Violence against Women: Historical and Comparative Perspectives
Joint Workshop of the Humboldt Foundation Anneliese Maier Award and the German Historical Institute London
14-16 July 2022
Convenors: Christina von Hodenberg and Jane Freeland (German Historical Institute London), Sylvia Walby (Violence & Society Centre, City University of London), Karen Shire (Essen College for Gender Research, University Duisburg-Essen, Germany)
Venue: German Historical Institute London
Violence always matters: it wrecks and destroys lives. But gender-based violence has also varied enormously over time and place. Bringing together sociologists and historians, this conference explores the relations between gender regimes and gendered violence in different settings. It looks at Britain and Germany in the 20th and 21st centuries in a global context and encourages comparative studies of gender violence, especially outside of armed conflict. We draw particularly on the concept of gender regimes, as a way of thinking about the structural nature of gender at a macro-level.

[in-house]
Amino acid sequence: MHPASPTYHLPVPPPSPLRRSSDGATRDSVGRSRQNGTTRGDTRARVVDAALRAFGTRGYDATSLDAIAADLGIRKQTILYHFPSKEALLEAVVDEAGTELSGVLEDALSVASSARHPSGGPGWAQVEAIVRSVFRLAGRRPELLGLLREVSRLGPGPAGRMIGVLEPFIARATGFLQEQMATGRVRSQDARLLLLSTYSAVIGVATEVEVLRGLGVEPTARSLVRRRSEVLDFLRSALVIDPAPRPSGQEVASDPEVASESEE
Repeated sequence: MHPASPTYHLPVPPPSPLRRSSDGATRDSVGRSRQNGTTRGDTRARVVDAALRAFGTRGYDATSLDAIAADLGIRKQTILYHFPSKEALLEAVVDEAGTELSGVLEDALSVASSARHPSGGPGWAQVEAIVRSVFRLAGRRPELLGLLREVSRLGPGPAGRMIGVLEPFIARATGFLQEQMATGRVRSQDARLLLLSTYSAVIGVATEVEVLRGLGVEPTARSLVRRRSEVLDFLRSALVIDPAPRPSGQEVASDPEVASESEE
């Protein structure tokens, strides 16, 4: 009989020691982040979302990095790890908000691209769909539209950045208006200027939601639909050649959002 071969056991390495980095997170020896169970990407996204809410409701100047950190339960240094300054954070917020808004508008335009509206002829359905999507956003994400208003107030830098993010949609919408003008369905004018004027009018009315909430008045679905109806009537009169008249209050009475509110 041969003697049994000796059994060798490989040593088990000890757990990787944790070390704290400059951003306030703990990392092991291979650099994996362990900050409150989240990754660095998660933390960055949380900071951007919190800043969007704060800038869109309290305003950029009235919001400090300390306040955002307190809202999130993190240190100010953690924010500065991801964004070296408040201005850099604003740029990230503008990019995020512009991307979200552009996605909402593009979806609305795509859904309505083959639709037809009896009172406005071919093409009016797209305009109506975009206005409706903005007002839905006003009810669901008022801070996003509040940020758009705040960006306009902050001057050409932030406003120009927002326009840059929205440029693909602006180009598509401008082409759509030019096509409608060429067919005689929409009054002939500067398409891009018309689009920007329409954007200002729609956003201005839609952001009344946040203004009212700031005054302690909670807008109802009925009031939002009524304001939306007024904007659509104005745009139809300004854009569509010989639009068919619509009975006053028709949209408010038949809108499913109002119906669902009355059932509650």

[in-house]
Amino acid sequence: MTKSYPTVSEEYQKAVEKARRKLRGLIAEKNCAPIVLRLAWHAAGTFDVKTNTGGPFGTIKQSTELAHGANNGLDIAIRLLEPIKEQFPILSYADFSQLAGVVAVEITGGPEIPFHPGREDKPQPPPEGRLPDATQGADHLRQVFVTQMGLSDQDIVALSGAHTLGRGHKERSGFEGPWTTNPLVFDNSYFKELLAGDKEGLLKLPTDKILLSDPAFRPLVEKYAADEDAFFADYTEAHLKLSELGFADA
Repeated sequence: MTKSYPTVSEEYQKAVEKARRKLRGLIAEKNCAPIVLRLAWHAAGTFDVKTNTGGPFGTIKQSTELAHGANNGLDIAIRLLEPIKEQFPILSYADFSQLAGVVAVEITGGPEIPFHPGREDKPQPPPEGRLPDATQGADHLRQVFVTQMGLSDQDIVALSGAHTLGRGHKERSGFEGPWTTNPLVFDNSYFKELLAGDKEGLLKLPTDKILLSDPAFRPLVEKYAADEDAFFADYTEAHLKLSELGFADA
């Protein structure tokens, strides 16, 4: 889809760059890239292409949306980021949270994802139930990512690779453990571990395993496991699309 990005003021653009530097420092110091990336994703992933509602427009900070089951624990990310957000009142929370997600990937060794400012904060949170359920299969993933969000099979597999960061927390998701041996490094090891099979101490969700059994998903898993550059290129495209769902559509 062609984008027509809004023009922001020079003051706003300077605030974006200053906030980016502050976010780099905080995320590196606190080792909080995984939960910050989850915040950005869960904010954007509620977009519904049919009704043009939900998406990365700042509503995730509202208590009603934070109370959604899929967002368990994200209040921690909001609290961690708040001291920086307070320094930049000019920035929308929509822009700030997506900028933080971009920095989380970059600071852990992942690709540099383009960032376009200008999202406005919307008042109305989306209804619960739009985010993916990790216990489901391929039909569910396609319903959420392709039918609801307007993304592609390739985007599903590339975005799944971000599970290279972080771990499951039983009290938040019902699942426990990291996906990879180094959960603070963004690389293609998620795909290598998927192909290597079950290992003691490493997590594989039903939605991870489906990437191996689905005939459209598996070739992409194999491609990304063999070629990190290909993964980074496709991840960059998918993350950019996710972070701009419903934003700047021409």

We aim to understand the following questions: What does violence against women tell us about the historical development of different societies? What can we learn from history as to the circumstances under which such violence changes, and about successful strategies of feminist resistance, coalition-building and making violence visible? What are the implications of diverse varieties of gender regimes for historical variations/changes in gendered violence? What are the implications of different concepts of violence and of gender for historical and comparative work? What are the diverse forms of feminist responses to and engagement with violence and their implications for reducing violence? Is feminism more successful in identifying violence and reducing it when it works autonomously, identifying women as the political subject, or when it works as part of a wider coalition, and if so, a coalition with what other forces? Does feminism make a difference? How does comparative and interdisciplinary work help us to investigate these questions?
The conference will bridge the disciplinary divide. We are particularly interested in theoretical papers that open up to historical perspectives, or historical papers that test theoretical assumptions.